The Tipton Daily Tribune from Tipton, Indiana on May 8, 1962 · Page 4
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The Tipton Daily Tribune from Tipton, Indiana · Page 4

Tipton, Indiana
Issue Date:
Tuesday, May 8, 1962
Page 4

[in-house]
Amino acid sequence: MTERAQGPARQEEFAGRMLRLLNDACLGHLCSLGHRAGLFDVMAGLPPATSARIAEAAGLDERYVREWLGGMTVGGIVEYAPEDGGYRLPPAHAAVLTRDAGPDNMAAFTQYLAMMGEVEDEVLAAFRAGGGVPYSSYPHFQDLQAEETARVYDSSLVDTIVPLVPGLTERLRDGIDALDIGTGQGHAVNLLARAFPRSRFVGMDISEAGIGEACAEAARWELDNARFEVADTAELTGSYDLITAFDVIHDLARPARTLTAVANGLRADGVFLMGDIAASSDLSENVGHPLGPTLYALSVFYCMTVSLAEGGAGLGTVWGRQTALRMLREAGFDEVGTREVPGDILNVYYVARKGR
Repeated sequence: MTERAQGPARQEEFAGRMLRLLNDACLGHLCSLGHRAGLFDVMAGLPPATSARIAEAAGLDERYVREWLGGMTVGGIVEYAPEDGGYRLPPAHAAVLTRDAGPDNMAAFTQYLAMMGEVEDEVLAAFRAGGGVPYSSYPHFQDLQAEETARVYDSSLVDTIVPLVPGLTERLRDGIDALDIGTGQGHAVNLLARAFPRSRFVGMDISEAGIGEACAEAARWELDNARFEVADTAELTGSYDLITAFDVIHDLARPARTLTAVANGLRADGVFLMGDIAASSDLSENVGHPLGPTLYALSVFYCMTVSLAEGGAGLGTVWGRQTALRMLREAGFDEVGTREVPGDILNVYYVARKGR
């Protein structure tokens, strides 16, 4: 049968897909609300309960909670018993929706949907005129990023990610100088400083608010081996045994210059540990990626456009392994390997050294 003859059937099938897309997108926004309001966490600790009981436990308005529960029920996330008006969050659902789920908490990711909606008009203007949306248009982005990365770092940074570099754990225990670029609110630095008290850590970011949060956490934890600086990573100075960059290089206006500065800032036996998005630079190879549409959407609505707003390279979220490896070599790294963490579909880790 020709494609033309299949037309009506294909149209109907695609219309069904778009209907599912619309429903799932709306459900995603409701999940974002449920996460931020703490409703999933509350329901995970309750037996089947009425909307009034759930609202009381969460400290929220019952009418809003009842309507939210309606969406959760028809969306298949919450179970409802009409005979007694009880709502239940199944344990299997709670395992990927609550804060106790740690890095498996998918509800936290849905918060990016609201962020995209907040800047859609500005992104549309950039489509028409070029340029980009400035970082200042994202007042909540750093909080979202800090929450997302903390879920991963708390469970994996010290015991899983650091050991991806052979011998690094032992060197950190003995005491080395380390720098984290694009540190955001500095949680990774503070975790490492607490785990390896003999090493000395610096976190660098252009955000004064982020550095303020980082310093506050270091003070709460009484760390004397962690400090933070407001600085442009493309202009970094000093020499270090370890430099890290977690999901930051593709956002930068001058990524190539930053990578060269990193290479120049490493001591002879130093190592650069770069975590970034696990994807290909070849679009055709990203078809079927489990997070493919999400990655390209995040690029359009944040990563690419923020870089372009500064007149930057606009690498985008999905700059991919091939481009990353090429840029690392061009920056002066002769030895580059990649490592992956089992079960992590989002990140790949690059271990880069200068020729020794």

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PAGE 4 THE TIPTON DAILY TRIBUNE- "TUESDAY, MAT 8,1962 Major League Leaders By United Press International American League Player & Club G AB R H Pet. Jiminez, KC 21 64 10 25 .391 Robmson, Chi 24 97 11 37 .381 Mantle, NY 21 60 19 22 .367 Rollins, Minn 24 92 15 32 .348 Lumpe, KC 24 102 18 35 .343 Boyer, NY 21 76 18 26 .342 Kaline, Det 20 82 18 28 .341 Cimoli, KC 26 105, 10 36 .340 Battey, Minn 24 34 14 32 .340 Pagliarohi, Bos 19 65 13 22 .338 National League ' Kuenn, SF 17 60 16 23 .383 Musial, St.L 20 64 13 24 .375 Gonzalez, Phil 17 64 14 24 .375 \V. Davis, LA 22 81 14 29 .358 Flood, St.L 20 94 13 33 .351 Dalry'ple, Phil 19 60 11 21 .350 F. Alou. SF 26 105 17 36 .343 T. Davis, bla 24 99 16 33 .333 Post, Cinn 22 75 14 25 .333 Tinson, Cinn 24 97 24 32 .330 Home Runs American League—Wagner, Angels 9; Kaline, Tigers 7; Cash, Tigers 7; Landis, White Sox 7; Mantle, Yanks 6; Rollins, Twins 6. National League-;-Mays, Giants 10: Pinson, Reds, 9; Cepeda, Giants 8; Thomas, Mets 8; Bailey, Giants 7; Mejias, Colts 7. Runs Batted In American League — Robinson, White Sox 27; Siebern, Athletics 24: Cimoli, Athletics 23; Kaline, Tigers 21; Rollins, Twins 21. National L e a g u e — Cepeda, | Giants 29; Pinson, Reds 28; T. Davis, Dodgers 28; Boyer, Cards ^Continued un page 6) Colts Defeat Dodgers In N.L.'s Only Game HAS NOT Raised Its Auto Rates 135 N. Main Street see Arnie Weber Bill Huff By NORMAN MILLER UPI Sports Writer Paul Richards, one of baseball's better brains, moaned last Octo ber that he was being offered a lot of humpties for organizing his Houston Colts, but these same derelicts are making him and manager Harry Craft look like a pair of geniuses. There were many experts who took Richards at his word and consigned the Cols to the Nation al League cellar this season. It's still early, of course, but the Colts have looked mighty re : spectable so far, and projecting their present 10-13 record through a 162-game schedule, they would wind up with 70 victories. Bob Aspromonte, John Weekly aniJIgb Tiefenauer, three of the Colel^naligned minions,'produced like champions Monday night as Houston defeated the Los Angeles Dodgers, 9-6, in the major leagues' only game.. Puts Colts Ahead Aspromonte hit a three-run homer in the seventh inning to put the Colts ahead; Weekly connected in the eighth for an insurance run, and Tiefenauer pitched three. shutout relief innings to receive credit for his * first major league victory since 1955. Aspromonte called his homer "the greatest thrill of my life." It had a special meaning because it was hit against the Dodgers, who had cast him adrift for one of the two new clubs to grab. "This is the dream of every ballplayer, to get a hit like that against his old club," the 23-year- old third baseman beamed. "I never felt better in my life." It's been a long time between major league victories for 32-year- old Tiefenauer. Although he first had a trial in the ibig show 10 years ago, that 1955 win was his only other triumph in the majors. Four Runs Unearned The Colts went aiiead with five runs in the second inning, four of them unearned. The Dodgers committed two errors and their pitchers forced in two runs with walks. Los Angeles moved ahead, 6-5, in the sixth with three runs, knocking out Colts' starter Dave Giusti. and his successor, Al Cicotte. . Aspromonte' then hit his homer off rookie lefty Pete Richert, who was charged with the defeat. Tie­ fenauer gave up only one hit during the last three innings. Aspromonte, who had been in a slump, now has collected nine" hits in Houston's last three games. Major League Standings By United Press International American League W. L. Pet. GB New York Cleveland Minnesota Los Angeles Chicago Boston Kansas City Baltimore Detroit Washington 14 7 .667 •__ 12 8 .600 lVfe ,583 Wi 14 10 11 9 13 12 11 11 12 14 10 12 9 11 4 16 .550 2'/i .520 3 .500 3Vi .462 s 4V4 .455 .450 4'A .200 9V 2 Monday's Results (No games scheduled) Tuesday's Probable Pitehersc Boston at New York (night)— Monbouquette (2-2) vs. Ford (2-1). Kansas City at Baltimore (night) — Rakow (3-1) vs. Pappas (2-1). * . Cleveland at Minnesota (night) —Donovan (4-0) vs. Kaat (1-3). Detroit at Los Angeles (night)— Mossi (2-3), vs. Grba (1-0). Chicago at Washington (night)— Buzhardt (4-1) vs. Rudolph (0-0). Wednesday's Games Boston at New York Kansas City at Baltimore, night Cleveland at Minnesota, night • Detroit at Los Angeles, night Chicago at Washington, night National League W. L. Pet. GB 20, 6 .769 San ' Francisco St. Louis Pittsburgh . T os Angeles Philadelphia Cincinnati Houston Milwaukee Chicago New York 15 ' 7 14 9 15 11 11 10 12 12 10 13 10 14 6 19 4 16 .682 3 .609 iVi .577 5 .524 6V6 .500 7 , .435 8& .417 9 .240 13'A .200 13 Monday's Resuits Houston 9 Los Angeles 6 . (Only game scheduled) Tuesdav's Probable Pitchers New York at Chicago — Craig (1-3) vs. Cardweii (0-4). 'Philadelphia at Cincinnati (night) — Mahaffey (2-3) vs. O'Toole (2-3). Pittsburgh at Milwaukee (night) —Francis (1-2) vs. Piche (1-0). . San Francisco at St. Louis (night)—Marichal (4-2) vs. Jackson (3-2). (Continued on page 6) JC JUNIOR HIGH TRACK TEAM Jackson Central junior high school's undefeated track team, shown here, will compete in the Hamilton county junior high track meet on Wednesday at 12 o'clock at Noblesville. Junior high varsity team members are front row, left to right, Jim Killin, Emmett McKinney, Steve Hammond, Dick Russell, Louis Gunther, Pat Kerfoot, Dennis Zetterbvrg, Rusty Beck and John Bures; second row, left to right, Jim Trietsch, Kelly Leeman, Micky Sumner, Bruce Looks, Rick Gullion, Danny Hampton, Larry Kerfoot and Coach Roland Inskeep. (Tribune Photo-Engraving). A Tip From McBIp HAS NOT Raised Its Automobile Rates f; That's right! You can still buy the same broad protection — including the famous 80-20 coverage—at the same low cost. Farm Bureau auto insurance has not gone up. Instead, this mutual organization continues to pass its savin^iack to its policyholders— in the form of low rates and premium reducing dividends. You Can Buy Through monthly payment • for all your Farm Bureau. Insurance < v Insure More Than One Car Earn 10% Discount On All This offer is more than a second car discount ... you save 10% on the first car, too. The only stipulation is that your cars be operated by persons other than single male drivers under 25, years of age—and that your cars be insured with Farm Bureau Insurance. Call Today for the low cost of insuring your car. You'll find your local Farm Bureau Insurance agency listed in the yellow pages of your phone book. HOME OFFICE: 130 EAST WASHINGTON STREET '< % INDIANAPOLIS t'-'l " ^ w ' f i •* ( Frank lane Is Basketball G-M CHICAGO (UPI) — Frank C. Lane, one of baseball's greatest tradesmen, was breaking in on a new job today, how to dicker and deal in pro basketball. Lane,, general manager of four major league baseball clubs', signed Monday to run the Chica- 6 Packers of the National Basketball Association for one year. Indirectly, his contract was a greater benefit to Charles O. Finicy than to Lane. Finley fired Lane last summer as general, manager of his Kansas City Athletics, ibut under terms of his employment contract he has to pay Lane for several more years. The amount that Lane is paid, undisclosed, for running the Packers will be deducted from the amount. Finley owens, since no settlement,, was made on their .contract';'.' ! • •'^ane said,his first job with the Bellamy, the Packers' center who Bellamy, the Packers' center wto was * the NBA "Rookie of the Year" last season, for his Sophomore "campaign. "Then," he said, "I want to sign out major draft choices, Billy McGill, Terry. Dischinger, Don Nelson, and Cornell . Green. • We have some good holdover players, and we want to field the kind of team that will bring people out to pay my salary." Lane did not think he would deal in basketball players as fre-. quently as he did with baseball players when with the Chicago White Sox, where he made over 100 trades in four seasons; "There are fewer players to move around," he said, "and the colleges are our minor leagues." He. revealed that he had turned down an offer to become commissioner of the American Basketball League to. take the Packers' job. Hire And Fire- Packer . owner Dave Trager said Lane had "carte blanche" to run the club, including the right to hire and fire. However, it was unlikely that coach Jim Pollard would be bounced since Lane said he had told the Packers "any people you want to divorce, do it before you sign me." "Thereafter," he said, "I'll be guided by my judgment.' Lane, 66, once was president of the American Association before joining the White Sox. Later he was general manager of the St. Louis Cardinals and Cleveland Indians before joining Kansas' City. His only previous connection with ibasketball was as a Big Ten official prior to World War II. ON THE SIDELINES By HAM R1GG TERMITES ARE SWARMING!! 00 FREE INSPECTION See a Bug... Colli A. B. COCHRAN & SON 520 Ni West St. OS S33M — There was a lot of 'golfing .activity in-Tipton over tine weekend First, Maruh Angell, playing off the "long tees," fired a 73 to qualify as the local course representa tive in the InaianapolisPro-Celeb- rily tournament which 1 will ibe a part of the 500 Festival celebration in that city later this month. Others competing for the honor and their scores included Harvey Reynolds, and Lester Bringle with 77's, Bob Nichols, Harold Mott.[and Steve Harlow with 78's, Dri Boyd" A. Eurkihardt with. 80, Jack Ramsay 82 ,1 Piul-Cochran 83, Jim Tudor 88, and Howard Thomas 94: Then on Sunday the annual Spring Calcutta .tournament was played, with the golfers having been bid on Friday evening at the pro shop. First was Dick Michel' playing with a seven stroke handicap which gave him a: net score of 67, One stroke behind on a handicap of 10 was Jim Tudor. Jake Lineberry used a 7 handicap for a net 69 and Joe Schmith had a 70 on a handicap of 13. Other good actual scores were Ramsay's 78, Harlow's .78 and Tom Andrews' 79 On Monday Tipton pro Floyd Hamblen was host to the Indiana Pro-Am- tourney for the first of two occasions this year.j Steaks On the Hoof. There was a "'bit of distraction which had Floyd "pulling his hair" to put it mildly when a herd of Black Angus cattle broke out of their field and did considerable damage to the seventh •gree'n after Floyd had gotten the. course into beautiful condition, but j when pr- der was restored and the future •steaks herded back into (their own territory, the shooting got underway. Bill Mills, pro of the "Par 3" course in Anderson led a foursome that included Boh Staton of the Ulen course in Lebanon, Will Reed of the Coffin course and I. W. Yaker of Carmel to victory with a seven-under par 63. Pro Paul Sparks from Riverside teamed with, amateurs George Beeson of Indianapolis and E.- Osborn of Green Hills Country Club for a second place 65 over ithe par 70 Tipton course. In a third! place tie were teams headed by pros Ellis Brown of Riverside and Jack Royce.of Eldorado. Jake Lineberry of Tipton ami C. Carpenter of Pendleton .teamed with .Brown for. a 66 while Harvey Reynolds of Tipton and' Bob Woods of Tipton were Jack Royce's partners also for 66's. i '"In *he pro-pro division! the winners-were Bill Mills andj Ray Jones who teamed for a best ball 65. In second place with 66 were Bob Snyder and Jim Scott while in a three way tie for the third prize were Tony Jurkewitz and Paul Sparks; Floyd Hamblen and Jack Royce and Ralph Snyder and Joe Wilson. Baseball Activity Shifting to another front, Little League President Jack Neff announced that the following boys have been purchased in the player auction for the 1962 summer program. Steel workers Local 3875 picked up Mike Fike, Douglass i^egg, Alan Maines, David Losey, George Croucn, Gary Straley, Rick Strong ana Gary Essig ,to play un- uer manager Ciyoe. Worsnam. The Elks, managed by Bud Haley, picked up Darel Elston, Jay Spiyey and Larry Nelson. Pioneer Corn t Co., managed by Verl Grimme, purchased Ernie Delph, Lyle Hinesly, Jay Anderson, Eddie [.Cage,- Mike Hughes and Johnnie Hughie. Steelworkers Local -2754, managed by Everett Graham, picked up Ronnie Riptyerger, Mike Hoover, Skip Servies, Steve Deering and Kim Graham; First Federal, managed by LeRoy Owens acquired Ronnie Hinkle, ' David Roach, Kenny Day, Tommy Neal, Richard Driver,. Jerry Rode and Jimmie Hawkins, Oakes, managed by Delbert Cherry, picked up Ed : die Evans, Wayne Cherry, Robert Day, Larry Roberts, Larry Ander-' son, Mike Hawkins' and Jeff Zaloudek. At the same time Verle Grimme announced that Thursday evening at 7:00 has been set for a call for candidates who would like, ito' play American Junior Legion Baseball •this summer. Grimme, who will manage the club this summer, wants to determine the material available, feeling he. has a nucleus for a real good club and asks all boys as well as all adults who would like to help the program during Ahe summer, to be at the Legion Home for a brief meeting. Little Four Track Hobbs was unable to attend the annual '.'Little Four" track and field meet at Tipton Park-and tire final outcome of that saw New Lancaster winning the Junior High Division with 27 .points to 16 for Curtisville and 11 for Lutheran School. New Lancaster also captured the grade school division in a close contest with Lutheran. The winners had 25M: points, Lutheran 23 and Curtisville was third with 5*4. •'„-•• - . In the 880 Relay it was New Lancaster first on 2:04.7, followed by Curtisville and Lutheran, in the Junior High Division. (Martin of New Lancaster took the 100 yard dash in 12.3 seconds, Ogles of Curtisville was second, Hawkins of New Lancaster third and Cardweii of Lutheran fourth. In the irigh jump Piel of- Lutheran- went 4'10" to win with Marint of New Lancaster second, Hawkins of New Lancaster third and Ogles of.Curtisville fourth. The broad jump was won by Martin of New Lancaster on a leap of 15'2", with Hawkins second, Ogles third and Julius of New Lancaster fourth. Knotts of Curtisville took the tCowHnuod on yxg» <) Score Returns; To Indianapolis By FRED MOORE . United Press International. INDIANAPOLIS, Ind. (UPI)— Herb Score, back in the city where his promising but ill- starred pro baseball fortunes began 10 years ago, starts the third comeback of his career today with the Indianapolis Indians of the American Association. The 29-year-old - left-hander, once :. a million-dollar baseball property, was optioned to .Indianapolis by the Chicago White Sox Monday, on the fifth: anniversary of the tragic' baseball accident which nearly lost him the sight of his right eye. The White Sox said they sent him to the minors so that he might, pitch regularly and work himself back to peak form; and manager Luke Appling of the Indians promptly nominated Score to start Wednesday night's game against the Louisville Colonels. "It's no great tragedy," Score said. "I feel real good about my throwing this year and my arm feels 'fine. Al Lopez (White Sox manager) asked me if I wanted to go where I could get some -work, and I said 'Sure.' . "I feel I'll be back soon," Score added. ' > •• . "There is nothing wrong with me physically," .continued the one-time southpaw strikeout king of the American League. "This is the best I have felt in three . or four years. "I'll have a chance to work on my curve ball here. My fast ball is fairly good how." '. Score never regained his early pitching effectiveness after being the right eye by a line drive from the bat of Gil McDougald of the New York Yankees in a game at Cleveland on May 7, 1957. . A 20-game winner for Cleveland in 1956 and the American League strikeout ."' champion - with 263, Score was sidelined for the remainder, of the 1957 season following his accident. Owens Signed As Colt End BALTIMORE, Ud. (UPI)—R.C. (Alley Oop) Owens, one of the National .Football League's leading ends, had his choice of play : ing with. any of 31 professional clubs next season and he cast his lot - with the Baltimore Colts.. . Owens, dissatisfied with his salary arrangements with the San Francisco Forty Niners, played out his contractual option last season and • became a free agent May 1. He had played five seasons with the Forty' Niners. . The six-foot-three, 195-pound flanker-end ,might have signed with any club in the NFL, the American Football League or the Canadian League. The Oakland Raiders.and the New York Titans of the -AFL, as well as. several Canadian teams, made overtures for his services.' But Owens, chose to play for the Colts. He. secretly came to tdwn Monday, and signed his contract. It was believed to call for less than the $25,000 he reportedly had demanded of the Forty Niners. ' The addition of Owens gives the Colts and quarterback Johnny Unitas one of the most impressive pass-catching corps in the NFL. Three, other standouts are Lenny Moore, Ray Berry and Jimmy Orr. According to NFL rules, when a player, chooses to sever his*con? hections with a club, he can noti* fy the management before the start of a season that he is playing out the one-year option in his contract. He must play that season, at 90 -per cent of his old salary and then is declared a free agent. •'. . •' . The r27-year-old Owens, nicknamed"^"Alley Oop" 4>y San iFran? cisco fans because of his spectacular pass-catching leaps, grabbed 55 -passes for a total of 1,032 yards and 5 touchdowns last season, i During his five-year NFL career, Owens caught a total of 176 passes for 2,926 yards and 20 touchdowns. , He is a graduate of College of Idaho, where he once played football and basketball. He. now lives in Belmont,: Calif., with his wife and three-year-old daughter. Do you want • high quality living room suite at o b#-««in pricoT We have for sate at our factory show" room ditcontkwed styles, •H|hNy damaged floor samples, su.tes upholstered in discontinued fabric*. Wo offer these to you at close out prices. TIPTON FURNITURE CO. Factory Showroom * Kentucky Ave. at Dearfcorn Tipton, Indiana PARADE . By OSCAR FRALEY UPI Sports Writer NEW YORK (UPI) — A nag named Kamal Bey bounced down on top a year back at Laurel and paid $352 for every deuce on its lightly regarded nose but it can be said today that such shennani- gahs will not occur in the U.S. Open golf championship. A field of 150 — survivors of an original sectional list of some 2,475 hopefuls — will tee off at Oakmont, Pa., near Pittsburgh, June 14 in the -three-day chase for the top U. S. fairway. prize. Most of them are just along for the ride. . Because in the last quarter-century there hasn't been a- Kamal Bey on the premises. The nearest winners to a long- shot since golf moved into the big business brackets were such pros as Ed Furgol, Jack Fleck and Dick Mayer. But these were hard-working tournament-sharpened veterans who, although not as well known at the moment to some, were highly regarded by their fellow competitors. "When you come up to a tournament like the Open, where your nerves have to be as sharp as . your game,'' says Furgol, "there are no more than 25 players who have a chance of winning.'' Some "Outsider" may come close, yes. But no cigar. Completes Open "Book" And, in carrying out the racing theme, as well as agreeing in effect with Furgol's. analysis, Howard Gill of Golf Digest has come up with a "scratch sheet" for the' Open which sets the odds for the most threatening 25. At 6 to 1, the-favorite as might be expected is none 'other than Arnold Palmer. * Quoted at 7 to 1 are defending champion Gene Littler and ever- threatening Doug Sanders. The % rest of the "book" goes like this: At 8 to 1: Tommy Bolt, Jack Nicklaus,—Garr: rPIayer. and Bob Goalby. \ At 10 to 1: Jay Hebert . Bob Rosburg, Don January and young Phil Rodgers. At 12 to 1: Bill Casper, Art Wall and Doug Ford. At 15 to 1: Mike Souchak, Joe Campbell, four-time winner Ben Hogan .and four-time second Sam Snead. At 17 to 1: Jerry Barber, Billy Maxwell, Johnny Pott and Jackie Cupit. And, at 20 to 1: Don Fairfield, Gardner Dickinson and Dow Finsterwald. Gambling Game Golf is a gambling game and, if the truth were known, probably gets more total, wagering in the course of a year than any other competitive sport. The stakes in some foursomes are staggering and even the pros, all of them scratch players, are not adverse to giving each other "shots" when the situation arises. Looking over Gill's top 25, you've got to' think that the winner must come from this group. There isn't a one in there who can give . shots to any of the others. Palmer rules the favorite on a " hot. hand and, with the Masters in the bag, is driving all out for his 'fbig slam" of the Open, British Open and PQA. On a "finesse" course such as Oakmont, .the biggest threats against' him would seem to be Littler, Sanders, Sanders, Player. Bolt, Hebert, Casper, Wall and Finsterwald. But you can take this 25 and give odds against the remaining 125 who will tee off against ,them. • _ SCHOOL HONORS MOON HOUSTON (UPI)— Dodger outfielder Wally Moon, who played college baseball at Texas A&M, has been honored by his alma, mater with an annual baseball award in his name to be presented to the outstanding baseball player at the school. RALPH IIATHOUAAN about, this questions "As a building contractor, !«rant each building undo struction '.to bo insured agamst fire, wind, vandalism and theft. I aho mod public KfUWy .fcnsur. ance^and surety bonding. Can your agency supply.'• psckigo policy on all these eo»erefoaf*